When the number of confirmed cases began to increase, the Ministry of Education established a response system by establishing the Ministry of Education’s COVID-19 Countermeasures Division. School on-site attendance was temporarily stopped in order to prevent the spread of infectious diseases and protect students’ physical health. However, as the pandemic continued, the ministry started online schools in stages (starting in April 2020) in order to prevent possible emotional difficulties among students who were experiencing social isolation and to prevent academic disruption. A mental health support team of approximately 120 psychiatrists from the Ministry of Education was formed to provide counseling support and 24-hour mobile counseling for students and teachers struggling emotionally. Furthermore, the Ministry actively promoted institutions where students could receive counseling and advocated early recognition of crises in the home through the distribution of parent education materials. When the Ministry identified any children or adolescents suspected of having a worsened psychological condition through the above process, it also took responsibility for referring them to the appropriate treatment institution through Wee Class and Wee Center. Students were scheduled to return to school in person in 2021; however, there were concerns regarding their mental health related to readjustment during school return. Difficulties in readjustment were expected, as the students had had a less consistent life for a year compared to their usual lives. Against this background, the Mental Health Professional School Outreach Project began in 2021. This project provides school crisis intervention support in order to facilitate the normalization of school functions and the psychological recovery of members in the event of a crisis, such as student suicides and infectious disease, and provides online student counseling services. The Mental Health Professional School Outreach Project provided a great amount of support to children and adolescents who experienced mental health issues while attending school. For instance, children who experienced deterioration in their home environment or domestic discord in isolated households due to the COVID-19 pandemic experienced deterioration in their mental health during the pandemic [53] and were not adequately treated due to parental apathy or negative perceptions of mental health care and treatment. The Mental Health Professional School Outreach Project improved student and caregiver awareness through school visitation projects and positively influenced school staff awareness and capacity-building.

However, despite much effort, the number of self-injuring students increased after school started again, and teachers’ emotional difficulties (e.g., the burden and stress of providing student guidance) also increased. This phenomenon was particularly pronounced among teachers with less experience. To combat this, the Ministry of Education and School Mental Health Resources and Research Center, in cooperation with the Korean Neuropsychiatric Association, provided emergency psychological support to school staff. School stabilization was promoted through in-person and telephone counseling, and teachers’ satisfaction with the teaching staff emergency counseling support was found to be high. The Student Mental Health Resources and Research Center provided psychological support for faculty members who needed psychological support because of student suicide and selfinjury, COVID-19-related anxiety, depression, and stress; it also provided four sessions of in-depth psychological support for faculty members who required trauma healing because of student suicide or attempted student suicide. In response to the prolonged pandemic, healing camps for teachers who experienced occupational burnout were provided to create a healthy school environment.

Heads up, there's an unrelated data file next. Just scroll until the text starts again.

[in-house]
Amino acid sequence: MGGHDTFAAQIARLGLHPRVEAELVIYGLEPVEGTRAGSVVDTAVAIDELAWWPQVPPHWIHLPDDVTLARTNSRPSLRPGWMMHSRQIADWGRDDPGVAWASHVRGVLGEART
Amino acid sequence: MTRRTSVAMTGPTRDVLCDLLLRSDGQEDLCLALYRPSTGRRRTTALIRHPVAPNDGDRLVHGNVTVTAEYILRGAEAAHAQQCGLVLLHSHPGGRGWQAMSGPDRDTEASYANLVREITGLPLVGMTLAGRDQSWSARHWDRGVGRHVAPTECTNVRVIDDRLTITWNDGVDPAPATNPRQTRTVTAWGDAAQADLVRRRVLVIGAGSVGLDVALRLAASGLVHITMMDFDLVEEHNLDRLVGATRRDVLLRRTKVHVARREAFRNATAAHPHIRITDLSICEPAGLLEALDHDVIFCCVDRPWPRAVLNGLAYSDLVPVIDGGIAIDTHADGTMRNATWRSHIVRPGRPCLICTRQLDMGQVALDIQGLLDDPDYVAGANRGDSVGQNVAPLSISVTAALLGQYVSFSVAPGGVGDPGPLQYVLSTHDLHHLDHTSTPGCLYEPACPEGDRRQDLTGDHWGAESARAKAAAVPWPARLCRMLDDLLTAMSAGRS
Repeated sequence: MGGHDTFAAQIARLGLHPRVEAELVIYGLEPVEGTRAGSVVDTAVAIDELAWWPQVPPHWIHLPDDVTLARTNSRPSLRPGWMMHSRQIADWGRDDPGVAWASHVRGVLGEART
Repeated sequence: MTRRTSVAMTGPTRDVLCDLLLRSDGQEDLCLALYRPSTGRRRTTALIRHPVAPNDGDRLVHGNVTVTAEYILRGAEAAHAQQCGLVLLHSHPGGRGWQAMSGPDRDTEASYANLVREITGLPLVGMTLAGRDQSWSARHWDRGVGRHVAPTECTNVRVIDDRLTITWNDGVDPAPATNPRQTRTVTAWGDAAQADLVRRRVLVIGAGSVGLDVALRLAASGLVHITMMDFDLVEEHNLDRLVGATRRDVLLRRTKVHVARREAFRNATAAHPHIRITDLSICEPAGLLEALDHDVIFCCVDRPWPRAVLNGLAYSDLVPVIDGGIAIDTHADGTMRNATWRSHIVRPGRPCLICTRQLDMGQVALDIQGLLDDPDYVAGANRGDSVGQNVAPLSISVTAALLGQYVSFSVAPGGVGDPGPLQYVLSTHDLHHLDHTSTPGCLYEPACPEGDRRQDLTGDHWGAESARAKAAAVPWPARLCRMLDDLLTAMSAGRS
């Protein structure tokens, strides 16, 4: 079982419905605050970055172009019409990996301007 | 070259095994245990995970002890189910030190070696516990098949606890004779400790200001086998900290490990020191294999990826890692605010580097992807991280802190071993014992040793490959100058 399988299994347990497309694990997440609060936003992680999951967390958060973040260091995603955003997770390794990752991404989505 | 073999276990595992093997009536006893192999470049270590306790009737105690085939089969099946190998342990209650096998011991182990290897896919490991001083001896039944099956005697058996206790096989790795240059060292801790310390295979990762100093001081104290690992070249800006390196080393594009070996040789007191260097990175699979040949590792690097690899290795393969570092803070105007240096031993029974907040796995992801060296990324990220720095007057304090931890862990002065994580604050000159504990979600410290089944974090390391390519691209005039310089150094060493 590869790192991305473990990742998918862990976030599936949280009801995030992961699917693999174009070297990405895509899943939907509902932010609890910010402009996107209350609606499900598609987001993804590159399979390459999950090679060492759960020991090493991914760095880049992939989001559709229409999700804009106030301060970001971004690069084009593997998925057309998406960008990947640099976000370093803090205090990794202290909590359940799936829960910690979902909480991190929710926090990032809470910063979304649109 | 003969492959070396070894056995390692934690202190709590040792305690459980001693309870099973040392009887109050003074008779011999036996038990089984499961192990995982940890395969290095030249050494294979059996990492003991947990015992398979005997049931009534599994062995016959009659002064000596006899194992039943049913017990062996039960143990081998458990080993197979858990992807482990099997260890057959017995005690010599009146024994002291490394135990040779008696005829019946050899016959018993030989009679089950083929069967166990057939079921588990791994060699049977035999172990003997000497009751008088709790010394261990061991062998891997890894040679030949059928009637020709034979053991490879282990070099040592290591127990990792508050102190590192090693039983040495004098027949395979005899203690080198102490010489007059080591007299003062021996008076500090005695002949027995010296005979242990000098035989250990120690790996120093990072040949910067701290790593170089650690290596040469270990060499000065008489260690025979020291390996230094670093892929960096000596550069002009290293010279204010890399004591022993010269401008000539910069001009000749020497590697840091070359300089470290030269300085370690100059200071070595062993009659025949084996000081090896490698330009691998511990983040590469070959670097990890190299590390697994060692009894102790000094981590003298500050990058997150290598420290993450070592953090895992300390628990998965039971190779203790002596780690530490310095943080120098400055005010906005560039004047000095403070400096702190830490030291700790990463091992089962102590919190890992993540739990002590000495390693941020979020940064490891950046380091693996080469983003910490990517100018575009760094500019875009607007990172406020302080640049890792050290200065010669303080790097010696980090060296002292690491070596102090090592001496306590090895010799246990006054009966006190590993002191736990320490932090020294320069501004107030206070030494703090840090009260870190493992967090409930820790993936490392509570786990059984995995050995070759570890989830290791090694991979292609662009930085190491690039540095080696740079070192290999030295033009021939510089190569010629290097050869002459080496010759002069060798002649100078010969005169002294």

Many mental health service providers need a period of adaptation to change during the pandemic. Most of the mental health services mentioned above were based on face-to-face consultations with high-risk groups, and the accessibility of service users was limited in the early days of the pandemic. This issue was even more notable in institutions that did not expect the pandemic to be prolonged. Counseling for adolescents who had attended regular sessions before the start of the pandemic was temporarily discontinued, and there were limits to helping them recover from mental health issues. Although telephone, online, and video counseling have been actively introduced, in addition to youth online counseling services that have been in operation since the prolongation of the pandemic, evidence for the emotional recovery effect through non-face-to-face counseling is still insufficient. There is still insufficient evidence in terms of effectiveness. In particular, in the case of the Wee Center, which did not conduct non-face-to-face counseling, the sudden introduction of non-face-to-face consultations without sufficient system construction raised difficulties for both counselors and students [54]. The Mental Health Professional School Outreach Project has also attempted to manage adolescent mental health during the pandemic; however, issues remain unresolved. The first is the high level of professionalism of mental health practitioners. Persuading high-risk students and caregivers who are averse to treatment is a primary task that requires greater expertise. In particular, they must address not only the understanding of mental health but also the understanding of school structures and invisible dynamics between caregivers and teachers, thus requiring the incorporation of various academic disciplines. However, the lack of stability in the operation of the Mental Health Professional School Outreach Project reduced the project’s development momentum. The maintenance and management of a workforce capable of providing quality services is challenging because the continuity of the project is unsecured, and employment is unstable. Second, despite the importance of long-term monitoring and intervention for students who were initially identified, there was a problem in that it was not possible to ensure the effective management of these students because the project was not operated continuously throughout a year (from March to December) due to the nature of the budget. This problem also occurred in March and April 2021, when returning to school delayed interventions for children and adolescents, exacerbating emotional issues.